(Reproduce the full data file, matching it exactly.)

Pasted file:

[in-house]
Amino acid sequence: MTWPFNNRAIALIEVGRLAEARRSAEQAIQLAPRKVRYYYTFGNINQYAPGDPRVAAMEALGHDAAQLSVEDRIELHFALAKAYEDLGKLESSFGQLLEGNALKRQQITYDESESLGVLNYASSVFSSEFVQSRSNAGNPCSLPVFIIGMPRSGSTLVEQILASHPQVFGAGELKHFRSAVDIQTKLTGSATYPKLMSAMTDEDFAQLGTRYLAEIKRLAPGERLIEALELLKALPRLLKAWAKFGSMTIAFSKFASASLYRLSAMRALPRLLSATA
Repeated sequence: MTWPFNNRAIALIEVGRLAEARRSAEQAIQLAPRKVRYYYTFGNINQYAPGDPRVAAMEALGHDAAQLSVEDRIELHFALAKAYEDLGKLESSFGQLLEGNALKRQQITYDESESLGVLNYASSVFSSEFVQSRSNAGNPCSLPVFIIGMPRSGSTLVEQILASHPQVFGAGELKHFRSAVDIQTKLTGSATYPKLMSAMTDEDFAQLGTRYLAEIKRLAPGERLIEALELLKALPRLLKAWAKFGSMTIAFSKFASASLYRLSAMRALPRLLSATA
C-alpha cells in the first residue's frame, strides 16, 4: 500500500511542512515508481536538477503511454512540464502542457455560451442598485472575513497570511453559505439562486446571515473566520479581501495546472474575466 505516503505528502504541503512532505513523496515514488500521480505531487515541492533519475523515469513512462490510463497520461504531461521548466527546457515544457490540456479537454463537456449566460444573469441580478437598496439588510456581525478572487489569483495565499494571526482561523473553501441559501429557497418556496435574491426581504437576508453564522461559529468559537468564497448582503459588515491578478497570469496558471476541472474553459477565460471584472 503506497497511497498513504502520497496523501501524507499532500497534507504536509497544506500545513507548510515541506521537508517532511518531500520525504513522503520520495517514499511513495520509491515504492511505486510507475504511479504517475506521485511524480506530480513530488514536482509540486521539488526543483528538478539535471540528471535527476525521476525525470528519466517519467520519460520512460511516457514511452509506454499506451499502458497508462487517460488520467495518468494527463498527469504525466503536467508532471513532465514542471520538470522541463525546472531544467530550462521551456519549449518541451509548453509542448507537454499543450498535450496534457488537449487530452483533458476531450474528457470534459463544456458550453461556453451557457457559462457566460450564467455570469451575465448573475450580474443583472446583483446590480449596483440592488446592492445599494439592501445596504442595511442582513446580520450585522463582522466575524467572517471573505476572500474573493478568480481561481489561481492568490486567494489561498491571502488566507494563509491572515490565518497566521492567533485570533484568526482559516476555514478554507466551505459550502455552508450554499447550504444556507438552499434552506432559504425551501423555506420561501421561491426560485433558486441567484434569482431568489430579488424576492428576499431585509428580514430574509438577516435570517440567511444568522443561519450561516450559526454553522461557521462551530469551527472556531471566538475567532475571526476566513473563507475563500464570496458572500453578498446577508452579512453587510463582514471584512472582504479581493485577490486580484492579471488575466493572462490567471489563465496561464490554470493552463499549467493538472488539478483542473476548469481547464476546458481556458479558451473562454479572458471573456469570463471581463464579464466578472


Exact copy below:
[in-house]
Amino acid sequence: MTWPFNNRAIALIEVGRLAEARRSAEQAIQLAPRKVRYYYTFGNINQYAPGDPRVAAMEALGHDAAQLSVEDRIELHFALAKAYEDLGKLESSFGQLLEGNALKRQQITYDESESLGVLNYASSVFSSEFVQSRSNAGNPCSLPVFIIGMPRSGSTLVEQILASHPQVFGAGELKHFRSAVDIQTKLTGSATYPKLMSAMTDEDFAQLGTRYLAEIKRLAPGERLIEALELLKALPRLLKAWAKFGSMTIAFSKFASASLYRLSAMRALPRLLSATA
Repeated sequence: MTWPFNNRAIALIEVGRLAEARRSAEQAIQLAPRKVRYYYTFGNINQYAPGDPRVAAMEALGHDAAQLSVEDRIELHFALAKAYEDLGKLESSFGQLLEGNALKRQQITYDESESLGVLNYASSVFSSEFVQSRSNAGNPCSLPVFIIGMPRSGSTLVEQILASHPQVFGAGELKHFRSAVDIQTKLTGSATYPKLMSAMTDEDFAQLGTRYLAEIKRLAPGERLIEALELLKALPRLLKAWAKFGSMTIAFSKFASASLYRLSAMRALPRLLSATA
C-alpha cells in the first residue's frame, strides 16, 4: 500500500511542512515508481536538477503511454512540464502542457455560451442598485472575513497570511453559505439562486446571515473566520479581501495546472474575466 505516503505528502504541503512532505513523496515514488500521480505531487515541492533519475523515469513512462490510463497520461504531461521548466527546457515544457490540456479537454463537456449566460444573469441580478437598496439588510456581525478572487489569483495565499494571526482561523473553501441559501429557497418556496435574491426581504437576508453564522461559529468559537468564497448582503459588515491578478497570469496558471476541472474553459477565460471584472 503506497497511497498513504502520497496523501501524507499532500497534507504536509497544506500545513507548510515541506521537508517532511518531500520525504513522503520520495517514499511513495520509491515504492511505486510507475504511479504517475506521485511524480506530480513530488514536482509540486521539488526543483528538478539535471540528471535527476525521476525525470528519466517519467520519460520512460511516457514511452509506454499506451499502458497508462487517460488520467495518468494527463498527469504525466503536467508532471513532465514542471520538470522541463525546472531544467530550462521551456519549449518541451509548453509542448507537454499543450498535450496534457488537449487530452483533458476531450474528457470534459463544456458550453461556453451557457457559462457566460450564467455570469451575465448573475450580474443583472446583483446590480449596483440592488446592492445599494439592501445596504442595511442582513446580520450585522463582522466575524467572517471573505476572500474573493478568480481561481489561481492568490486567494489561498491571502488566507494563509491572515490565518497566521492567533485570533484568526482559516476555514478554507466551505459550502455552508450554499447550504444556507438552499434552506432559504425551501423555506420561501421561491426560485433558486441567484434569482431568489430579488424576492428576499431585509428580514430574509438577516435570517440567511444568522443561519450561516450559526454553522461557521462551530469551527472556531471566538475567532475571526476566513473563507475563500464570496458572500453578498446577508452579512453587510463582514471584512472582504479581493485577490486580484492579471488575466493572462490567471489563465496561464490554470493552463499549467493538472488539478483542473476548469481547464476546458481556458479558451473562454479572458471573456469570463471581463464579464466578472